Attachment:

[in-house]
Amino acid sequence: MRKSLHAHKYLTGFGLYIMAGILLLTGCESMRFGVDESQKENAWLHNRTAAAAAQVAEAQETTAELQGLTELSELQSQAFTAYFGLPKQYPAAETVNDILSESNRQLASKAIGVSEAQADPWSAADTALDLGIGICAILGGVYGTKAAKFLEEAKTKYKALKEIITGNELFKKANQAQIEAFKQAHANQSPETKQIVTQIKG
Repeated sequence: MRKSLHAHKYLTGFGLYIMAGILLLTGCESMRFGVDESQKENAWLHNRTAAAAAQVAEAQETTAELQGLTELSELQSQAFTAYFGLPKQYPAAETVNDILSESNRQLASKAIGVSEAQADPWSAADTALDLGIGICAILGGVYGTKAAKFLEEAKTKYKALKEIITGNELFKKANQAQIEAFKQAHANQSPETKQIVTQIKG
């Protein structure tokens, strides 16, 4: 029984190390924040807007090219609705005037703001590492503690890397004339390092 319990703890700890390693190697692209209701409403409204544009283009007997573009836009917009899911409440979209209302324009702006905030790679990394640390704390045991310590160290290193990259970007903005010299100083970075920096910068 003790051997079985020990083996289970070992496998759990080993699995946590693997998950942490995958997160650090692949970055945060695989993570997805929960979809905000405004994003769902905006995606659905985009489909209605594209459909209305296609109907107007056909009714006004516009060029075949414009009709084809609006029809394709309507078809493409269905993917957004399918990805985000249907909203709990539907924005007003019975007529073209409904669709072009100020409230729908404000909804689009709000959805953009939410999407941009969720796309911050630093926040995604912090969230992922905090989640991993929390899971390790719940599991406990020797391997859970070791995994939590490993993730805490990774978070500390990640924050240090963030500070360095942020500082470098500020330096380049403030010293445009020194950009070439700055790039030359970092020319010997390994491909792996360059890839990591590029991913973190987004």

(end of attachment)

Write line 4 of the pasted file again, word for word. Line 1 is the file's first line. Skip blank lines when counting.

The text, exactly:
């Protein structure tokens, strides 16, 4: 029984190390924040807007090219609705005037703001590492503690890397004339390092 319990703890700890390693190697692209209701409403409204544009283009007997573009836009917009899911409440979209209302324009702006905030790679990394640390704390045991310590160290290193990259970007903005010299100083970075920096910068 003790051997079985020990083996289970070992496998759990080993699995946590693997998950942490995958997160650090692949970055945060695989993570997805929960979809905000405004994003769902905006995606659905985009489909209605594209459909209305296609109907107007056909009714006004516009060029075949414009009709084809609006029809394709309507078809493409269905993917957004399918990805985000249907909203709990539907924005007003019975007529073209409904669709072009100020409230729908404000909804689009709000959805953009939410999407941009969720796309911050630093926040995604912090969230992922905090989640991993929390899971390790719940599991406990020797391997859970070791995994939590490993993730805490990774978070500390990640924050240090963030500070360095942020500082470098500020330096380049403030010293445009020194950009070439700055790039030359970092020319010997390994491909792996360059890839990591590029991913973190987004």